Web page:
I know you are all waiting for my thoughts on the steam level. There’s a lot of tension between Gabriel and Julia and it’s built throughout the entire book. Remember, this is a contemporary novel not an erotica. What can I say without it spoiling anything…… it was romantic and sweet. It fit the circumstances and the characters.

I’m really looking forward to reading “Gabriel’s Rapture” and see how Gabriel’s and Julia’s relationship develops.

Rating: 4 Stars - Loved It


4 comments:

  1. I'm glad you liked it! I totally loved the books. And while I read FSOG first, I really don't like when people say, "If you like Fifty Shades, then try..." I think it cheats the book and the author. I wouldn't even put these books in the same category as FSOG.

    I picked up Gabriel's Inferno/Rapture because the Bookish Temptations blog was always talking about how great the books were. I couldn't put either of them down. And while I found myself comparing it to FSOG, there are only a few similarities. I loved the raw emotion of the characters and it was beautifully written. Sylvain Reynard is currently writing the final book of Professor Gabriel Emerson and I can't wait to find out what's in store for the newly-wedded couple.

    Thanks for sharing the review!!

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    1. The comparison really bothers me because for 1 with regards to this particular situation/book - they are NOTHING alike! I agree with you that it cheats the book and the author.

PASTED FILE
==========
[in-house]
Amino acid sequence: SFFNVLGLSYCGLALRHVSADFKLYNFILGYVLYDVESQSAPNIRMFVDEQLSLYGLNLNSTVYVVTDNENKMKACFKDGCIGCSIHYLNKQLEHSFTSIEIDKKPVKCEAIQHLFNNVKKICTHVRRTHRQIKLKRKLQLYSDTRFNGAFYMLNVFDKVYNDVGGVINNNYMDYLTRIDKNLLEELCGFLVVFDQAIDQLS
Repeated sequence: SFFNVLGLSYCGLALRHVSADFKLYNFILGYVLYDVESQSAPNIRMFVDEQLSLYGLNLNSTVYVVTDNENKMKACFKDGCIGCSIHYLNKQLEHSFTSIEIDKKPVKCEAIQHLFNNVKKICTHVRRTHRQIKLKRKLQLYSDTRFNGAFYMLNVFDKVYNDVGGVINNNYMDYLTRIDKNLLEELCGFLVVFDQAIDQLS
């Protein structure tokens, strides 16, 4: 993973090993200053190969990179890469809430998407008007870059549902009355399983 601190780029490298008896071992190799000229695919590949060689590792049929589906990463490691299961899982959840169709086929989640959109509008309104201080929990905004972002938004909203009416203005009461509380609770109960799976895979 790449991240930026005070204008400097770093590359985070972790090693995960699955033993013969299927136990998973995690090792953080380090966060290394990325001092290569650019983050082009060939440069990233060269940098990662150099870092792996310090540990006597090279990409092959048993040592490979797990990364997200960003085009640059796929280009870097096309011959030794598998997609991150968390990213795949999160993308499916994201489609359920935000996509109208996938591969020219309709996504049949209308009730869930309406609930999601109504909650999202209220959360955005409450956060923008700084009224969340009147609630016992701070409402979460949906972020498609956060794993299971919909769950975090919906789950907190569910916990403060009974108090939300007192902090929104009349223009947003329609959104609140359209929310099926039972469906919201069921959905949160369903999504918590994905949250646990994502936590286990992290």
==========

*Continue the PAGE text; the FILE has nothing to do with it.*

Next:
Love that we can relay on our bookaholic friends and fellow bloggers to find us new reads!! That's why its important to do honest and fair reviews!!

      Thank you for stopping by and visiting w/ me!! Can't wait to discuss "Gabriel's Rapture". I haven't read it yet, but I'm itching to!! I'm being a good girl and catching up on reviews I need to do!! :) Soon though!!!

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  2. What a wonderful review! I'm so glad that you were able to enjoy the book and look past the FSoG comparisons. I agree with Elizabeth H - it does kinda cheat the book and author when it's marketed in that way. I, too, loved these books!! I thought both books were beautifully written and I thought the tie with Dante's Divine Comedy was incredible. I can't wait for the "final" chapter. :)

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    Replies
    1. Hi Brandee!

      THANK YOU! Glad you enjoyed it! I truly loved this book and look forward to reading and reviewing "Gabriel's Rapture".